Actress Elizabeth Montgomery, of ‘Bewitched’ fame, sat at her makeup table and brushed her hair religiously before climbing into bed with Darren every night. I can still see her gently grasping a golden clump of hair with one hand, then systematically pulling the brush through with the other. It was so effortless, and ridiculously comforting and enjoyable to watch all at the same time.
My 99-year-old grandmother had just woken from an afternoon nap as I gingerly entered her room at the nursing home she now regrettably called home. She was in the process of combing her wispy, thinning white hair. She welcomed me into the room with a whisper; her mouth desperately longing for a sip of water. As I reached for the plastic cup, I thought it funny – she went for the comb before the glass of water.
My grandmother always took a healthy pride in her appearance. I’m almost positive that when she was young she didn’t worry about the number of wrinkles she would accumulate over time or the strands of hair that would fly away, never to be replaced. Today, at almost a century old, my grandmother complains about her wrinkly face, but she still applies moisturizer, and she complains about her wispy hair, but she still combs what she has been blessed to keep.
After quenching her thirst, my grandmother was eager to hear all about the goings on in my life, and she listened intently while continuing to comb her hair. As I spoke, I watched her comb; mesmerized by every deliberate stroke. She started near the top of her head, running the comb thoroughly and precisely through her hair, until the comb hit her shoulder, forcing her to start the process again.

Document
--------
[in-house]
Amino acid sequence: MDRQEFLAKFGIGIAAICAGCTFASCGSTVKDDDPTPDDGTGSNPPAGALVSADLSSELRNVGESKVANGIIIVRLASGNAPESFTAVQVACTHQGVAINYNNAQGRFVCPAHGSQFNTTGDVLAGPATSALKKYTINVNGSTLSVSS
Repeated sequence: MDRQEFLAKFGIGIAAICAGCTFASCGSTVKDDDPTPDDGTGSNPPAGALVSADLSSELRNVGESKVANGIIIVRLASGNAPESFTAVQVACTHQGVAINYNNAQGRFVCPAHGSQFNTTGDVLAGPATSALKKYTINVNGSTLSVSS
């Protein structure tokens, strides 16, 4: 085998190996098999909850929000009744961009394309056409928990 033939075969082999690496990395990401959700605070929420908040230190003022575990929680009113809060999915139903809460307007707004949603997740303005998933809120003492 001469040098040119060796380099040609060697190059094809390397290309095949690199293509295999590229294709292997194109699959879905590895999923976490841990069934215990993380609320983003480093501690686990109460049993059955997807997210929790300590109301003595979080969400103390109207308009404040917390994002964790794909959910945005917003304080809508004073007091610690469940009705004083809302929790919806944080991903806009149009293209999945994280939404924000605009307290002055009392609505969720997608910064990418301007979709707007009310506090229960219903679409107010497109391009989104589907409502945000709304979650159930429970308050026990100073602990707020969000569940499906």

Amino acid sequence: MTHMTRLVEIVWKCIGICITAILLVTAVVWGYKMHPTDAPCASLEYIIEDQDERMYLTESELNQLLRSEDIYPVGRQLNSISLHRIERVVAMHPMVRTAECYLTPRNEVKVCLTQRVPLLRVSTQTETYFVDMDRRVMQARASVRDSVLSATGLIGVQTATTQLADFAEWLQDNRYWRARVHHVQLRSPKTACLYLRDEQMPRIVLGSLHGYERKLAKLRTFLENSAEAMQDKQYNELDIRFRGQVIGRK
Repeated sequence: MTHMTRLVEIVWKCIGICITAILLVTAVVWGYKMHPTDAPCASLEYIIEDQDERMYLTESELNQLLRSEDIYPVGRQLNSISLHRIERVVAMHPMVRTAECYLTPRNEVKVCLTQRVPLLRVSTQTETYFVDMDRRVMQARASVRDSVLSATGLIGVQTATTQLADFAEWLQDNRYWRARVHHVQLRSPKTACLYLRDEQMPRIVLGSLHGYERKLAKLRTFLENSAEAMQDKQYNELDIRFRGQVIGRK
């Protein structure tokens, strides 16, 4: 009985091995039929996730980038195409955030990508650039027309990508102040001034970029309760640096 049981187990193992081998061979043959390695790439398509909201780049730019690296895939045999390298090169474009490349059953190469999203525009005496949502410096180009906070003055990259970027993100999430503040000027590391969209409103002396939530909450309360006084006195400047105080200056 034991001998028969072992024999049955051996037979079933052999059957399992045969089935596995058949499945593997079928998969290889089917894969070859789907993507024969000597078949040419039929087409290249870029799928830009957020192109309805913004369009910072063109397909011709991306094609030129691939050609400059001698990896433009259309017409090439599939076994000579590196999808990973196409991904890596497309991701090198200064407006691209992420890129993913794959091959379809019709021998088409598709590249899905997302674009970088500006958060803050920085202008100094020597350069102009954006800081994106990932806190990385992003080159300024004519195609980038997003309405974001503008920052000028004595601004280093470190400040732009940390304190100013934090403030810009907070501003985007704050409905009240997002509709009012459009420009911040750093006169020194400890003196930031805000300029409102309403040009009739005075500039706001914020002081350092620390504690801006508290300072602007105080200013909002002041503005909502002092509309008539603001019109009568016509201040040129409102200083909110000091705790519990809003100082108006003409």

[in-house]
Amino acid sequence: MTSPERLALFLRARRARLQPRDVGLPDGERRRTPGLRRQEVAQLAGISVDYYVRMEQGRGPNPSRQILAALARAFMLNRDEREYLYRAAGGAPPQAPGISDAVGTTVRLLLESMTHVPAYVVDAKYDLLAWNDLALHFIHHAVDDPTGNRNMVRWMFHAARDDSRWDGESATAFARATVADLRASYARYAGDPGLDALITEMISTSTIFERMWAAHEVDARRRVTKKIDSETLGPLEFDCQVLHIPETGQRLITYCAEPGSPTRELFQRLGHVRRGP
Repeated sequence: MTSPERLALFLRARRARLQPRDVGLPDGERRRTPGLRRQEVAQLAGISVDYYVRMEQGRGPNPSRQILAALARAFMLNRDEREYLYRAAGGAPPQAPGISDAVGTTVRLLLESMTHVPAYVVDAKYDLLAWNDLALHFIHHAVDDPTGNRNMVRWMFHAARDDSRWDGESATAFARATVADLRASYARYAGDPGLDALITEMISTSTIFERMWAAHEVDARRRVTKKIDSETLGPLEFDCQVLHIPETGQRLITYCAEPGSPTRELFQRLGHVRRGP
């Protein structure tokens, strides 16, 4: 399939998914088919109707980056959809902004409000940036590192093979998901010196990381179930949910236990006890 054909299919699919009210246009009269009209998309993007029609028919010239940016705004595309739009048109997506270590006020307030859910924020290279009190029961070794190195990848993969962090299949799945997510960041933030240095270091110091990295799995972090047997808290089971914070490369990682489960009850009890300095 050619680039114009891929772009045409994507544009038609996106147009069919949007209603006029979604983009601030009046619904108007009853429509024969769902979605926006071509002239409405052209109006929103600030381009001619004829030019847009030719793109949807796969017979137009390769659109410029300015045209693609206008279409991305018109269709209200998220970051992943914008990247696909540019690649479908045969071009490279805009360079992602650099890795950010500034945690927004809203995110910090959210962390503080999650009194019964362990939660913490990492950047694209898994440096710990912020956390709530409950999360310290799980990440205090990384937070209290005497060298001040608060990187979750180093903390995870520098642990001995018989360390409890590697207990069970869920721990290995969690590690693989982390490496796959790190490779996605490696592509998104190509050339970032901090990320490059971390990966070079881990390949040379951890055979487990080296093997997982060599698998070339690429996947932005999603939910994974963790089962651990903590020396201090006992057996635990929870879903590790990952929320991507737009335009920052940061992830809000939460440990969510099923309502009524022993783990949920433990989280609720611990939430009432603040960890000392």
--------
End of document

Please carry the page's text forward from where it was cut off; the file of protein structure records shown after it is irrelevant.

She moved the comb methodically from one side of her head to the other. “Would you like me to comb the back?” I asked, and she whispered yes. I had never combed my grandmother’s hair before. She leaned her frail body forward, away from the interfering pillow, and I began.
“Does that feel good?” I asked, and with eyes closed, she gave a slight nod and whispered yes. I watched her expression each time I pulled the comb gently through those soft tufts of hair; it was like she was somewhere else. She seemed lost in the moment. I could tell she felt at peace, experiencing a sense of calm and contentment. I felt relaxed as well.
Simple enough. Who knew combing your hair could feel so good. For my grandmother that tiny plastic comb provided a gateway to heaven. She was lost in the pleasure of a mundane activity, and each strand of hair, from root to tip, seemed to rejoice with her.
Miraculously, I too felt lost in the moment. It’s interesting how you feel when you give of yourself, expecting nothing in return. The truth is, whether it’s chemical or emotional, when we choose to give, something inexplicable happens to us, deep within our souls. Suddenly, we are full; humbled, acknowledged, sustained, and empowered. It is a feeling beyond comprehension and explanation; it is simply good.